I don’t ever really cry because we’re taught to separate work and family. But sometimes it just gets [to be] too much. This morning I looked up and the doctor resident was bawling, crying in his mask, and I started crying and the other nurse started crying. We’re all human, you know, there’s only so much we can take.

Credit...Sinna Nasseri

The Covid-19 pandemic is our generation’s defining moment.

The mood quickly changed from “this is a health scare” to “this is something that is going to define who we are as health care workers in this generation.” We knew that this was going to become a war. It is kind of, in a mental sense, a war, because it really has become something that day in and day out is a battle to keep these patients safe and keep them healthy from such an aggressive virus.

While at one end we’re stressed, we’re anxious, we’re working our hardest to keep people safe and stable, the reflective part of me says, once this is said and done we can say that we were part of a collective force that overcame something huge. We were the ones that answered the call.

Credit...Sinna Nasseri

I was there the first day. It was my first day back from vacation. It was very hard, because this is not something we’ve dealt with before. As a new nurse, it’s very scary each time you get something you’ve never had before. As you go on, you kind of get your footing and you kind of understand “OK, pneumonia, I’ve seen this before, I know how to handle this.”

Then here comes coronavirus. And we don’t really know what this is. So from a nursing standpoint it’s scary, because each day you come in and the protocol has changed. And you’re trying to catch up and trying to treat your patients the best you can.

What are we going to do if all the health care workers get sick? Who’s going to take care of anyone when health care workers go down because they didn’t have the proper supplies and equipment? I did not think our country would be running out of supplies. You look at pictures of nurses in other countries, and they’re in full hazmat suits, and then to hear stories about, you know, a nurse wearing a trash bag to protect herself, I mean that’s dystopian.

Credit...Sinna Nasseri

I hit my sixth month working as a nurse at the beginning of March. So, I am still very new to all this. It’s interesting to know that right now I’m experiencing something that hopefully I won’t ever experience again in my work as a nurse. But I’ve seen a debate in the nursing community where some people say “This is what we signed up for, this is what is expected of us.”

To some extent, yes.

But on the flip side I think that not having the right supplies, that is not what we signed up for.

Having a national or global shortage of supplies and equipment is something I didn’t foresee happening. It seems like no one really did. But now that it’s happened it seems like we should have been prepared for something like this.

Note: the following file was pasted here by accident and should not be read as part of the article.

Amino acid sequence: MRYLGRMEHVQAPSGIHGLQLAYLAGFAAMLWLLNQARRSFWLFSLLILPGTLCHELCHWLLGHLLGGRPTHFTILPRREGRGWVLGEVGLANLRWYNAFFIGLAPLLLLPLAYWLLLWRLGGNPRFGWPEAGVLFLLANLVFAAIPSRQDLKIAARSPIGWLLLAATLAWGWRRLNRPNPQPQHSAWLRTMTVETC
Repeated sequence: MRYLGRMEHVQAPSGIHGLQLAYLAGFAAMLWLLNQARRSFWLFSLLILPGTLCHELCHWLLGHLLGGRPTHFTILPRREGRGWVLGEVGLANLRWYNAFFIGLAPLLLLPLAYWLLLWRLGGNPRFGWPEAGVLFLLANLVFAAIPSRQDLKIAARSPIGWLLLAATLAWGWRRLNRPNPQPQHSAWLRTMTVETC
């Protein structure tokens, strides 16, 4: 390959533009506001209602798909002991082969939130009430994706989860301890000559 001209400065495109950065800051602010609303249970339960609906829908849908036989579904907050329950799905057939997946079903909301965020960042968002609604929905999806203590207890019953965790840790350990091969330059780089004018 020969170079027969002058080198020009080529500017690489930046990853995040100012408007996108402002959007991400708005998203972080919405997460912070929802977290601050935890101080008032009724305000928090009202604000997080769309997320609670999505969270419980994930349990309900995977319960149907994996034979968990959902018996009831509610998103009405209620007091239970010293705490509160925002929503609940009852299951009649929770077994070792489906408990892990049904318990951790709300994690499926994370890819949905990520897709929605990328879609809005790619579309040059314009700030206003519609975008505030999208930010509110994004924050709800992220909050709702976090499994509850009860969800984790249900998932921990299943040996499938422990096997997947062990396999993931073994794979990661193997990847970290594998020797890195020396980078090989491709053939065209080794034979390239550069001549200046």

We were learning in nursing school about disaster preparedness, different emergency protocols and stuff. And I thought “Oh, OK, we have to learn about this, whatever, this isn’t going to be something that I really use.” I didn’t really take it that seriously. And now here I am a year later in the middle of it.

Credit...Sinna Nasseri

I’m an oncology nurse, so building a rapport with my patient and making them feel good and distracting them from their disease is something I’m used to. Now, I go into the room and I’m rushed to get out. I don’t feel like I’m fully there for the patient, and I feel like that’s taking a toll on my nursing.

On a regular day I always ask the patient, “Where are you from, where’s your family from?” I would always talk to the families. Now when the patient asks me to stay and I end up having to stay in the room longer, I almost get angry. How are they not understanding that they’re risking my life? I hate that feeling because it’s not who I am.

Part of nursing is compassion, and I feel like because of the virus a lot of us are starting to lose that a bit and it’s very scary.

It breaks my heart, because I just want to hang out with you for a little bit longer and hold your hand, but I really shouldn’t.

Credit...Sinna Nasseri

I feel really grateful for the people that I work with, for the place where I work. And feel very strongly about my team, they’re really capable of a lot of things. Strong, smart individuals, very resilient.

I think that if we make it through this we’re definitely always going to remain a part of each other’s lives. These are uncertain, very difficult times that we’re going through, and it matters who’s with you during these moments.

I’m not seeing my 2-year-old son, so that part has been really difficult. I would never want to put my child at risk. I FaceTime him everyday, but my mom sometimes thinks it’s not such a great idea, because then he walks around the house calling my name and looking for me. Sometimes I think that maybe it’s easier if I let him forget about me, but I don’t know how long this whole situation is going to last, and I don’t want him to forget me.